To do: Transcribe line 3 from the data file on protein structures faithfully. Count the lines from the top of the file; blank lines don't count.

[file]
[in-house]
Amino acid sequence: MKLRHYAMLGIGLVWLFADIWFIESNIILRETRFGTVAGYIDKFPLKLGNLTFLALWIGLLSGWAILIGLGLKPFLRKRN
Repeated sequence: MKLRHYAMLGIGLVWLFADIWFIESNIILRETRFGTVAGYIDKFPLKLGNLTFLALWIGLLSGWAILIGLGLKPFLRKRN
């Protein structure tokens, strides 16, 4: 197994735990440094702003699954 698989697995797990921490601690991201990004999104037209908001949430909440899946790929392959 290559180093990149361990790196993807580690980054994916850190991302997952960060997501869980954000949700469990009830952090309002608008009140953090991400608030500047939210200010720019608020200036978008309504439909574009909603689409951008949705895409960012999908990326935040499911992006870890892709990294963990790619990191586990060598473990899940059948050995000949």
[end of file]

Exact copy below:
Repeated sequence: MKLRHYAMLGIGLVWLFADIWFIESNIILRETRFGTVAGYIDKFPLKLGNLTFLALWIGLLSGWAILIGLGLKPFLRKRN